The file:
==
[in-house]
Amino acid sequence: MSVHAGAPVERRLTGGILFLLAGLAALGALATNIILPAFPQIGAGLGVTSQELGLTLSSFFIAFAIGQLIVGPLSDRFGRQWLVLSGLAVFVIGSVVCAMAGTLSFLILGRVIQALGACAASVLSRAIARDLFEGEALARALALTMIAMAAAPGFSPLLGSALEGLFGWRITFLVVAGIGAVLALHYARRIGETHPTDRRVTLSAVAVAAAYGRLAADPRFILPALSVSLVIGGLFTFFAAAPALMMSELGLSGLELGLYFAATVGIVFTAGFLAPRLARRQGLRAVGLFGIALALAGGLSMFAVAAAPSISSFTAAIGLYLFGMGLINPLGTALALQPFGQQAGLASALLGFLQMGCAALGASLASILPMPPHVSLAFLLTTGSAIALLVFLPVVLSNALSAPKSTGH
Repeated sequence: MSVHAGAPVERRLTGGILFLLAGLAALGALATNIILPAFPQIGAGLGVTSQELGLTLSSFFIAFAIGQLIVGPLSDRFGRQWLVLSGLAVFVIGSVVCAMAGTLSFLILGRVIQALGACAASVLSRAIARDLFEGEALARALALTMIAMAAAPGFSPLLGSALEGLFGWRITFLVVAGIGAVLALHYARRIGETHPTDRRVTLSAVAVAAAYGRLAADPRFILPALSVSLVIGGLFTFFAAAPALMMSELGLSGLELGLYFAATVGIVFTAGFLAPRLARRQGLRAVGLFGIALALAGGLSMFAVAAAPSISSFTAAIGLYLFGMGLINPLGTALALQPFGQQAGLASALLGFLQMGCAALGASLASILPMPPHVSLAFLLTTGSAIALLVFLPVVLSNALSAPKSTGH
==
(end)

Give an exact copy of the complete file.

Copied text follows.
[in-house]
Amino acid sequence: MSVHAGAPVERRLTGGILFLLAGLAALGALATNIILPAFPQIGAGLGVTSQELGLTLSSFFIAFAIGQLIVGPLSDRFGRQWLVLSGLAVFVIGSVVCAMAGTLSFLILGRVIQALGACAASVLSRAIARDLFEGEALARALALTMIAMAAAPGFSPLLGSALEGLFGWRITFLVVAGIGAVLALHYARRIGETHPTDRRVTLSAVAVAAAYGRLAADPRFILPALSVSLVIGGLFTFFAAAPALMMSELGLSGLELGLYFAATVGIVFTAGFLAPRLARRQGLRAVGLFGIALALAGGLSMFAVAAAPSISSFTAAIGLYLFGMGLINPLGTALALQPFGQQAGLASALLGFLQMGCAALGASLASILPMPPHVSLAFLLTTGSAIALLVFLPVVLSNALSAPKSTGH
Repeated sequence: MSVHAGAPVERRLTGGILFLLAGLAALGALATNIILPAFPQIGAGLGVTSQELGLTLSSFFIAFAIGQLIVGPLSDRFGRQWLVLSGLAVFVIGSVVCAMAGTLSFLILGRVIQALGACAASVLSRAIARDLFEGEALARALALTMIAMAAAPGFSPLLGSALEGLFGWRITFLVVAGIGAVLALHYARRIGETHPTDRRVTLSAVAVAAAYGRLAADPRFILPALSVSLVIGGLFTFFAAAPALMMSELGLSGLELGLYFAATVGIVFTAGFLAPRLARRQGLRAVGLFGIALALAGGLSMFAVAAAPSISSFTAAIGLYLFGMGLINPLGTALALQPFGQQAGLASALLGFLQMGCAALGASLASILPMPPHVSLAFLLTTGSAIALLVFLPVVLSNALSAPKSTGH